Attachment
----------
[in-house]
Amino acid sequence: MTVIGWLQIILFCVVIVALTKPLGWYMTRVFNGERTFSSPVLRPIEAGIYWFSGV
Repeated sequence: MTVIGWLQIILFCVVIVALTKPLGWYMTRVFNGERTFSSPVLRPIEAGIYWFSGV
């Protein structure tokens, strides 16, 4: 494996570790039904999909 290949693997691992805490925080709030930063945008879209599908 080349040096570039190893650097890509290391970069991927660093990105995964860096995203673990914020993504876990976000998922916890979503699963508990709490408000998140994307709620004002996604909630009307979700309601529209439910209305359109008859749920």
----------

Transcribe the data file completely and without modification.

[in-house]
Amino acid sequence: MTVIGWLQIILFCVVIVALTKPLGWYMTRVFNGERTFSSPVLRPIEAGIYWFSGV
Repeated sequence: MTVIGWLQIILFCVVIVALTKPLGWYMTRVFNGERTFSSPVLRPIEAGIYWFSGV
């Protein structure tokens, strides 16, 4: 494996570790039904999909 290949693997691992805490925080709030930063945008879209599908 080349040096570039190893650097890509290391970069991927660093990105995964860096995203673990914020993504876990976000998922916890979503699963508990709490408000998140994307709620004002996604909630009307979700309601529209439910209305359109008859749920």